“Apostle” movie explained (meaning of the plot and ending)

“Apostle” movie explained (meaning of the plot and ending) Films

If we set out to retell the plot of the historical-religious horror film “Apostle,” we get an elementary quest chain in the style of “found out-came-investigate-rescue”. But if you look more closely at the story, you will suddenly discover a second layer. Not a simple one, but the one that allows for multiple interpretations, just like the ending. Below you will find attempts to explain the outcome of the mystery thriller by Gareth Evans and make sense of the plot twists and turns.

Warning. Spoilers! If you haven’t watched it, add the article to your bookmarks and come back to it a little later.

I warn you in advance that I am writing this text, based entirely on personal impressions. There is no guarantee that my reflections will turn out to be the only true ones. But there is no guarantee that they will not be…

Plot analysis of “Apostle”

The events of the film take place in 1905 when a community of cultists already existed on the island. But in fact, a series of mysterious and frightening events began many years ago when three friends discovered a derelict peninsula not far from Great Britain. On it, they decided to establish a utopian settlement away from rotten civilization and its ridiculous laws.

It later turned out that the island had been inhabited before; rock paintings depicting an unknown goddess hint at it in a non-transparent way. Except that by the time of the new settlement, there is no trace of the former owners’ existence. The prophet Malcolm, one of the central characters and the main villain, notes that he and his friends built all the buildings and amenities on the island with their own hands.

Later it emerges that the island is inhabited by a powerful entity, which the cultists perceive as a kind of Mother Goddess. But in fact, it’s more likely to be either a genius loci, one in two persons/forms – chaotic and peaceful – or a member of a small people known as faeries (or fairies). In many ancient legends and tales, both the former and the latter were often offered bloody sacrifices, including human sacrifices, in order to win favor and to be rewarded for their loyalty with rich crops or litter of livestock.

The problem is that by the time Thomas Richardson arrives in the community, determined to rescue his sister from the hands of her captors, the blood sacrifices to the local goddess are fruitless: crops and livestock are dying, people are sick, and there is nothing to exist on, money has run out. It must have happened because the settlement’s founders had captured that very essence and tried to tame it.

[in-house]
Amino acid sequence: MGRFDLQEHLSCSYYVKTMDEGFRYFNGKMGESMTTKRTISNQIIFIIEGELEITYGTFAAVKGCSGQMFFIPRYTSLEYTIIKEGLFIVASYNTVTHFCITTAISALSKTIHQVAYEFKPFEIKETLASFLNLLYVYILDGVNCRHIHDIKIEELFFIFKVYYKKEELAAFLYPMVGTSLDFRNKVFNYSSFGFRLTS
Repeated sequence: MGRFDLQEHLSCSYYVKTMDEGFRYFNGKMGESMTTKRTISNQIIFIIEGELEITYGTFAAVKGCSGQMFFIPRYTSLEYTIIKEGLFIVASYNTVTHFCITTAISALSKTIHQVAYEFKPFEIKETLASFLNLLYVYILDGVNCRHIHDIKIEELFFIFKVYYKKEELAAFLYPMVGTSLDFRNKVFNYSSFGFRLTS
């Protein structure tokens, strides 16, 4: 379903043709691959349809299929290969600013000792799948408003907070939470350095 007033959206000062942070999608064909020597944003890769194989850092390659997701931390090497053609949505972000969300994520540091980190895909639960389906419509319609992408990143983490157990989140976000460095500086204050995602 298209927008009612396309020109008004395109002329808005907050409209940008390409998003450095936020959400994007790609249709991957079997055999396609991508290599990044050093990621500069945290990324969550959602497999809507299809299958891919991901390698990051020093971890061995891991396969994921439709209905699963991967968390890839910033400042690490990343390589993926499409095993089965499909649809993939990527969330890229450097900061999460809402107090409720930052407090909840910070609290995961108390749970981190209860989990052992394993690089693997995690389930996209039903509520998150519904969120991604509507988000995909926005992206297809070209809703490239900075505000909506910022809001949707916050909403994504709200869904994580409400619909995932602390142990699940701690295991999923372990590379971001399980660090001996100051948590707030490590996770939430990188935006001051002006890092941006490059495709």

But while the peaceful – weakened part – of the spirit of nature was in captivity, her chaotic evil half took revenge on the settlers in every way possible. However, this is she – the embittered Mother-Goddess – who indirectly helps the main character to destroy the cult and save the people and his own sister. Even if at the cost of her life.

Explanation of the ending of “Apostle”

In fact, the finale of the horror allows for several equal interpretations. You can choose one among them that suits your perception best. Or you can come up with your own – the best.

Thomas Richardson has safely coped with the task – he saved his sister and the lost souls of the surviving cultists from the oppression of the cruel false prophets, and now he dies with the knowledge of the accomplished duty. With calm and peace in his heart, the protagonist dies at peace with himself. The healed nature of the island takes him as another victim and consumes him.

Thomas’s death is an illusion. Actually, his death does feel like a bloody sacrifice, but the entity on the island had given him his power in the barn and made him heir to the island. There’s a reason the old witch grabbed him by the head and called him son! The protagonist becomes a new genius loci (“spirit of place” who has the power within a specific location – such entities are known from Roman mythology, which in many ways became the basis for English culture). Or the faerie, who is a representative of a small people who represent the forces of nature.

A further indication of this development is the change in Thomas’s appearance in the final shots, a clear hint that Gareth Evans was inspired by Welsh and Celtic mythology when writing the script. In both, the forces of nature are often depicted as humanoid beings, which modern authors interpret as faeries or fairies. Sometimes these very nature spirits are united in two faces – for example, the peaceful beginning (fertility, summer) neighbors the aggressive one (chaos, death, winter).

The finale is an attempt to throw in the standard symbolism. In the way that humankind thoughtlessly and cruelly exploits Mother Nature and gets a response – a very aggressive response – to its actions, but in the end, inevitably merges with her in death. The standard ashes to ashes, and dust to dust.

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